Tonight we had a pair of friends over (one vegan, one vegan-ish) to help us eat the Miso Vegetable Soup with Rice Noodles that I made up in the slow cooker. It was good, simple, cheap and not bad, but also not tremendously flavorful. The broth was vibrant but the rest was nothing to write home (or blog) about. I ended up doubling the white miso paste halfway through cooking as things were clearly a bit too bland. I don’t think I’ll make it again but I won’t regret having to finish off the leftovers either, so I count it as a draw and not a win.

Miso soup about to cook down, pretty unappealing at this point

Earlier, Jeff and I made big, fat, greasy-spoon-style omelets for breakfast. Eggs, mushrooms, red bell pepper, onions, spinach and cheddar. We cooked them a touch too long so, after folding, the bottom was clearly too browned, but they were filling and delicious nonetheless. I couldn’t finish mine, which is a rarity. Most impressive was that, eaten at 10:30 am and with nothing more than the most minor of snacks around 2:30 pm, they held our hunger off until our friends arrived for dinner at 6:30 pm. Way to work it, omelets.

The French press continues to elude our ideas of coffee perfection but we got much closer today. My guess is that with continued practice we’ll be humming along to Place de la Rèpublique and discussing the finer points of yeast selection for pain au chocolat in no time.

Tomorrow will find us finishing out the Open Table meal that started this afternoon and is still in the oven as I type. All I’m going to say at this point is that it smells amazing and my fork is ready.

Victory of the day: We’ve used up all our odds and ends so we met our goal of no waste in the kitchen – touchdown dance – but I would like us to plan better for the week to come. Leftovers for days on end was a bit dismal on these cold, winter days. I like a steamy, fragrant kitchen when the weather is so inhospitable.



Relationships and commitments


A little backstory for reference, some friends had their first baby a week before the year ended. Having a kid grown and gone, it’s fun watching the whole process begin again – without the sleepless nights, sore body, ears on high alert and perpetual dead arm from carrying an infant around nearly non-stop. ‘Auntie’ duty is waaaay easier than Mommy duty. Dirty diaper, back to dad. Fussy hungry baby, back to mom. Contingency plans for ev.er.y.thing and finding yet another mystery stain on your favorite shirt? Hmm sounds familiar but I might be blocking it.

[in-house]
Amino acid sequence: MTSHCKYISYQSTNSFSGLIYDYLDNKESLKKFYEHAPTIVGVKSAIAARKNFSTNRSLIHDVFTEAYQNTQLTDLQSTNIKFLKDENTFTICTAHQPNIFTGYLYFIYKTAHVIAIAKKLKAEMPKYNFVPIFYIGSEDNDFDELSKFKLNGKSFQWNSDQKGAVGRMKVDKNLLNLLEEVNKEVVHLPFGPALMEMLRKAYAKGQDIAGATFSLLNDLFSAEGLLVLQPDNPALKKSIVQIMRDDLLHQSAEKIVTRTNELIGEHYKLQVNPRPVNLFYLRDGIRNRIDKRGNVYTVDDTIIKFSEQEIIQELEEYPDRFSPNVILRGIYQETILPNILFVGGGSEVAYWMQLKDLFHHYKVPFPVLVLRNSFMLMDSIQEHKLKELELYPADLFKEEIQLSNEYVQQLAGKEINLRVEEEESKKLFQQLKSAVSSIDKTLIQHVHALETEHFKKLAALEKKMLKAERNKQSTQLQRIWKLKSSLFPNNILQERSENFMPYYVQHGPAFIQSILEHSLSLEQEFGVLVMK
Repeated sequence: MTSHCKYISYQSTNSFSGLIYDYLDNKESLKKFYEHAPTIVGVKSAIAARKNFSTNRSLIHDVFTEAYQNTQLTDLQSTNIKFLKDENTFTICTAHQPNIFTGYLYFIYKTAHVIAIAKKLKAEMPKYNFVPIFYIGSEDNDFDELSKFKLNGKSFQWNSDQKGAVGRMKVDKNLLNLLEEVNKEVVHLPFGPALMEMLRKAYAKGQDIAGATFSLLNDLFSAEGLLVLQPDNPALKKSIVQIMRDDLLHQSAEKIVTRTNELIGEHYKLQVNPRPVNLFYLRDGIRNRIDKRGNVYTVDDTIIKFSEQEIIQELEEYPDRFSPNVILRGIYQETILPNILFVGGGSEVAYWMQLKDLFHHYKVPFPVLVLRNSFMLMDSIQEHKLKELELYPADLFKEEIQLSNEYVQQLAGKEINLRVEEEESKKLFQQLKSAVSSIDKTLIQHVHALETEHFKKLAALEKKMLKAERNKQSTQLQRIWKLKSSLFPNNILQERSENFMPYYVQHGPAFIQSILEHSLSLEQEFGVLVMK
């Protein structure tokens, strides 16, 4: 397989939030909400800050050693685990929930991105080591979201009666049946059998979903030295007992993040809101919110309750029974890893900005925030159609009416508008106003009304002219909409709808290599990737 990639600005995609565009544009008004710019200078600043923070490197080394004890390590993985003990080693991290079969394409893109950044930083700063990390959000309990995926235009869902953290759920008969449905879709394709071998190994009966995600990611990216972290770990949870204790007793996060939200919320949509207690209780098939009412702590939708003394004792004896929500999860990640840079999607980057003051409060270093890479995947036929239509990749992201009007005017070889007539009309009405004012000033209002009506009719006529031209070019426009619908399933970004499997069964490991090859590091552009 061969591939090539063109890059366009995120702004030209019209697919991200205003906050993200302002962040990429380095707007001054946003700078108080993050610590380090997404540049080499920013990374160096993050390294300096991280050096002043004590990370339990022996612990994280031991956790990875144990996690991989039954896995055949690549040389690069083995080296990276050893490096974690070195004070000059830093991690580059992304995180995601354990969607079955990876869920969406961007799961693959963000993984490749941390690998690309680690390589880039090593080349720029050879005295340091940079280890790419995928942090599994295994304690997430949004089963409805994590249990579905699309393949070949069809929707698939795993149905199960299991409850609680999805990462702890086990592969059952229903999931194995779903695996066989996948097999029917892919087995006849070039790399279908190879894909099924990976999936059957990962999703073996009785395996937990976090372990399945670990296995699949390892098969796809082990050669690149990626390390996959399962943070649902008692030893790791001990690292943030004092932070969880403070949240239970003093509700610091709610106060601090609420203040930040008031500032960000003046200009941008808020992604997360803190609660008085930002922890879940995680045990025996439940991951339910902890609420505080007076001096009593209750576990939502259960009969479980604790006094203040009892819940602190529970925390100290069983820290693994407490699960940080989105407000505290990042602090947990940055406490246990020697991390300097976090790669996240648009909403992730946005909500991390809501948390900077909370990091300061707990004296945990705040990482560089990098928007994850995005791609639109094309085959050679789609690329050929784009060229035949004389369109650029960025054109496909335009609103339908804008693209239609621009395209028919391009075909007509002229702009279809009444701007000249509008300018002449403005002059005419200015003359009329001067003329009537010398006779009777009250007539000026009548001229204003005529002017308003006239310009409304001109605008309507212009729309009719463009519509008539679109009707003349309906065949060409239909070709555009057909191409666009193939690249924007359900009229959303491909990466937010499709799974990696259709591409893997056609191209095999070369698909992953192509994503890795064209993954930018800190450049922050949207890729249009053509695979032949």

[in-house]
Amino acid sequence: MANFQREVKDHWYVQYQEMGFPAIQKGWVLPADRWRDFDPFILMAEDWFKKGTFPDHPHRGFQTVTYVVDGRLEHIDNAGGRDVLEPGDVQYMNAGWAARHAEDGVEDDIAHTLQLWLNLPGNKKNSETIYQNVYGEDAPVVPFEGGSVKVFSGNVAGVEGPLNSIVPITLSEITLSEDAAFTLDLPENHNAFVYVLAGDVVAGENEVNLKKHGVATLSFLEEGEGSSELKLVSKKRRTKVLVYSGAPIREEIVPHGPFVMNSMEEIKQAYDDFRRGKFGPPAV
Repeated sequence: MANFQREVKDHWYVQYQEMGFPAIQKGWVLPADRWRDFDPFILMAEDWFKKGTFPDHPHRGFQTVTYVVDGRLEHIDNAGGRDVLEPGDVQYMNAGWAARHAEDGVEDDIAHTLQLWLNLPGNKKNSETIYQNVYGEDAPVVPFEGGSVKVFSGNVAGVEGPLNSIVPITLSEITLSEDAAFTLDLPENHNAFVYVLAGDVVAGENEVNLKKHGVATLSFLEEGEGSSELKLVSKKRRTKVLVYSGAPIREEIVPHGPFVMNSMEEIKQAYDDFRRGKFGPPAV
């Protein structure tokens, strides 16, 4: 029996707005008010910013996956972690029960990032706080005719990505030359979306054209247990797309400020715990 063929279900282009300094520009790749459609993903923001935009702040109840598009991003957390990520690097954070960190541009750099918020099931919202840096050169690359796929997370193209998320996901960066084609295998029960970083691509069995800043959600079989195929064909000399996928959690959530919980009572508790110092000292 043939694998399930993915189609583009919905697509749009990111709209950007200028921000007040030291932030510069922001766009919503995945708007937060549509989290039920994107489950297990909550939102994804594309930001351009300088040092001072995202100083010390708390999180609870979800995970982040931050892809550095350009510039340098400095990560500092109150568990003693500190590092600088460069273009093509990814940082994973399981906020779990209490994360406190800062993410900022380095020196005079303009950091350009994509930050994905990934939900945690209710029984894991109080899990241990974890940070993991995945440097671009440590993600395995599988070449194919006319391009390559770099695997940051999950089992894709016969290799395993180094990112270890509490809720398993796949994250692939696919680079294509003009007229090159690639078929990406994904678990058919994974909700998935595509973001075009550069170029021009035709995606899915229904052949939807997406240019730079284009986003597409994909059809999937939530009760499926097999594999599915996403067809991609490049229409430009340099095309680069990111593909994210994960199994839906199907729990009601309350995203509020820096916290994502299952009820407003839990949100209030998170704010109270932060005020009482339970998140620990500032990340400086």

OK, back to task. So the new dad is not American and in his country it’s the norm for the new dad to gather with friends at the local pub for a drink in the first few weeks after a child’s birth. Are you saying, “Well, this presents a dilemma now, doesn’t it?”

Well, to me, the answer is “Not in the least” because a) these friends are aware of and very supportive of our decision to refrain from restaurants, cafe’s, bars, etc; b) we had already visited with them and shared a congratulatory drink (with the dad) the day after the wee one was born; and c) when the “Sorry, would love to but, ya know” went out the response was “Ok. It’s just the tradition back home. It’s going to be fun, all the guys are invited, would have enjoyed having you there too.”

To Jeff, however, it became a major dilemma in his mind. His friendships were on the line. He wasn’t being responsive to a friend. Things were at risk of going belly up if he didn’t go. And anyways, It’s just a drink. (Insert a bit of side eye here from me.) You get the idea. This was, by the way, the 4th of January. Halfway through the first week of 2019.

Long story short, he went. I visited the new mom at their place for the evening. When we reconvened later that evening, I laid out my disappointment with his decision and the reality that things like this are going to happen throughout the year. Where do we draw the line? When is a reason “good enough” to break this promise we made to each other and when is it a convenient excuse? What about being responsive to our commitment? What did it say that he couldn’t even get past the first week without buckling? We both went to bed angry, not even gonna lie. But Saturday dawned new and life goes on. Today, he admitted that the change in our going out habits has been rather harder than he expected it to be and apologized for some on-going surliness this past week.